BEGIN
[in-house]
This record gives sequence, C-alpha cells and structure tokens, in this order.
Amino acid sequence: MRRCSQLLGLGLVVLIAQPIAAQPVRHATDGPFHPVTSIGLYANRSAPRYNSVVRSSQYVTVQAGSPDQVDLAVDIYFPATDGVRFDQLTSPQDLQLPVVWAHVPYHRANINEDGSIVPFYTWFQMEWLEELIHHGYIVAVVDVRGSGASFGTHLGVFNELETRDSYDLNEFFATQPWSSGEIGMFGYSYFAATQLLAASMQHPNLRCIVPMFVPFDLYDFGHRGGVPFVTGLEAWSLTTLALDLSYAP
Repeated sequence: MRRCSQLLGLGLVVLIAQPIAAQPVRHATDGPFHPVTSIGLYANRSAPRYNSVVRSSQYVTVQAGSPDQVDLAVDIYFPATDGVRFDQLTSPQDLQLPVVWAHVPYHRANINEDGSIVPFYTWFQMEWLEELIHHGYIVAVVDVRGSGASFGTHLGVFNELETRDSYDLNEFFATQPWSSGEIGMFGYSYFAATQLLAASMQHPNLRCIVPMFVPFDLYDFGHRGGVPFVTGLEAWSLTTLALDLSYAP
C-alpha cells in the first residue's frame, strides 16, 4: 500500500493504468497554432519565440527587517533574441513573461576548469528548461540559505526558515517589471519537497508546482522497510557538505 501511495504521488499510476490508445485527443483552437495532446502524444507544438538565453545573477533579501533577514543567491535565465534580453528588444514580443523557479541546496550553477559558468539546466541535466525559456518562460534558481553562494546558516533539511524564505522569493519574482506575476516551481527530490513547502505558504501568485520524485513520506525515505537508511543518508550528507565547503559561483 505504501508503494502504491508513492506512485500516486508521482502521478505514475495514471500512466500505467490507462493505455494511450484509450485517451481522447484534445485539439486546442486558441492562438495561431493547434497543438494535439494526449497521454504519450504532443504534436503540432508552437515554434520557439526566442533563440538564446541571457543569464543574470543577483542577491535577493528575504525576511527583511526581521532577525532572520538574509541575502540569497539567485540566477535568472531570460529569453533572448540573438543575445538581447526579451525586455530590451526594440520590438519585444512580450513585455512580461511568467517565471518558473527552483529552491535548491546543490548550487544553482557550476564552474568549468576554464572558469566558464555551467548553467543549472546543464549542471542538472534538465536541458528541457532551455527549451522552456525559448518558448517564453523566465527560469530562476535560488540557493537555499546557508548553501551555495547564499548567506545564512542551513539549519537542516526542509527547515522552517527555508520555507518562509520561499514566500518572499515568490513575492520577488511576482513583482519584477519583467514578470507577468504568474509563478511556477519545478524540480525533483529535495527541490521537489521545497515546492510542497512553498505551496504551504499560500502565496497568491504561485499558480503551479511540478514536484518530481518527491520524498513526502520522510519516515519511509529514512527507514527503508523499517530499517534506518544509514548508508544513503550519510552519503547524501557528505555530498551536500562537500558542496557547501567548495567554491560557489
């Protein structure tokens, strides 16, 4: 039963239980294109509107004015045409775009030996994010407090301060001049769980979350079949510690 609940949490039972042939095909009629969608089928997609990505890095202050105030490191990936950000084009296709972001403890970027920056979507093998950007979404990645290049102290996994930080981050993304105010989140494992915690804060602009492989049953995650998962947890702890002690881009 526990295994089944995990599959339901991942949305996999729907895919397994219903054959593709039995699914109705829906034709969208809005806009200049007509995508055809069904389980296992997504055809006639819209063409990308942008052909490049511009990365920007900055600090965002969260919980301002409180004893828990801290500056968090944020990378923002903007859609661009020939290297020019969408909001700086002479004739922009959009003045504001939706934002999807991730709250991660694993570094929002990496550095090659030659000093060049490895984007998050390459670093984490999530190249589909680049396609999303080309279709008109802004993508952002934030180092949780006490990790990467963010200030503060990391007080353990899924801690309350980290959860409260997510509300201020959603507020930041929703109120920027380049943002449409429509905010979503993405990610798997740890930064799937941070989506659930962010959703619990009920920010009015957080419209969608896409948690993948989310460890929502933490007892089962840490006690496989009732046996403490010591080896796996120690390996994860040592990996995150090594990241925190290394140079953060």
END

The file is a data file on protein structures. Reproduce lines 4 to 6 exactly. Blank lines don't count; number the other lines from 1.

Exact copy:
Repeated sequence: MRRCSQLLGLGLVVLIAQPIAAQPVRHATDGPFHPVTSIGLYANRSAPRYNSVVRSSQYVTVQAGSPDQVDLAVDIYFPATDGVRFDQLTSPQDLQLPVVWAHVPYHRANINEDGSIVPFYTWFQMEWLEELIHHGYIVAVVDVRGSGASFGTHLGVFNELETRDSYDLNEFFATQPWSSGEIGMFGYSYFAATQLLAASMQHPNLRCIVPMFVPFDLYDFGHRGGVPFVTGLEAWSLTTLALDLSYAP
C-alpha cells in the first residue's frame, strides 16, 4: 500500500493504468497554432519565440527587517533574441513573461576548469528548461540559505526558515517589471519537497508546482522497510557538505 501511495504521488499510476490508445485527443483552437495532446502524444507544438538565453545573477533579501533577514543567491535565465534580453528588444514580443523557479541546496550553477559558468539546466541535466525559456518562460534558481553562494546558516533539511524564505522569493519574482506575476516551481527530490513547502505558504501568485520524485513520506525515505537508511543518508550528507565547503559561483 505504501508503494502504491508513492506512485500516486508521482502521478505514475495514471500512466500505467490507462493505455494511450484509450485517451481522447484534445485539439486546442486558441492562438495561431493547434497543438494535439494526449497521454504519450504532443504534436503540432508552437515554434520557439526566442533563440538564446541571457543569464543574470543577483542577491535577493528575504525576511527583511526581521532577525532572520538574509541575502540569497539567485540566477535568472531570460529569453533572448540573438543575445538581447526579451525586455530590451526594440520590438519585444512580450513585455512580461511568467517565471518558473527552483529552491535548491546543490548550487544553482557550476564552474568549468576554464572558469566558464555551467548553467543549472546543464549542471542538472534538465536541458528541457532551455527549451522552456525559448518558448517564453523566465527560469530562476535560488540557493537555499546557508548553501551555495547564499548567506545564512542551513539549519537542516526542509527547515522552517527555508520555507518562509520561499514566500518572499515568490513575492520577488511576482513583482519584477519583467514578470507577468504568474509563478511556477519545478524540480525533483529535495527541490521537489521545497515546492510542497512553498505551496504551504499560500502565496497568491504561485499558480503551479511540478514536484518530481518527491520524498513526502520522510519516515519511509529514512527507514527503508523499517530499517534506518544509514548508508544513503550519510552519503547524501557528505555530498551536500562537500558542496557547501567548495567554491560557489
């Protein structure tokens, strides 16, 4: 039963239980294109509107004015045409775009030996994010407090301060001049769980979350079949510690 609940949490039972042939095909009629969608089928997609990505890095202050105030490191990936950000084009296709972001403890970027920056979507093998950007979404990645290049102290996994930080981050993304105010989140494992915690804060602009492989049953995650998962947890702890002690881009 526990295994089944995990599959339901991942949305996999729907895919397994219903054959593709039995699914109705829906034709969208809005806009200049007509995508055809069904389980296992997504055809006639819209063409990308942008052909490049511009990365920007900055600090965002969260919980301002409180004893828990801290500056968090944020990378923002903007859609661009020939290297020019969408909001700086002479004739922009959009003045504001939706934002999807991730709250991660694993570094929002990496550095090659030659000093060049490895984007998050390459670093984490999530190249589909680049396609999303080309279709008109802004993508952002934030180092949780006490990790990467963010200030503060990391007080353990899924801690309350980290959860409260997510509300201020959603507020930041929703109120920027380049943002449409429509905010979503993405990610798997740890930064799937941070989506659930962010959703619990009920920010009015957080419209969608896409948690993948989310460890929502933490007892089962840490006690496989009732046996403490010591080896796996120690390996994860040592990996995150090594990241925190290394140079953060």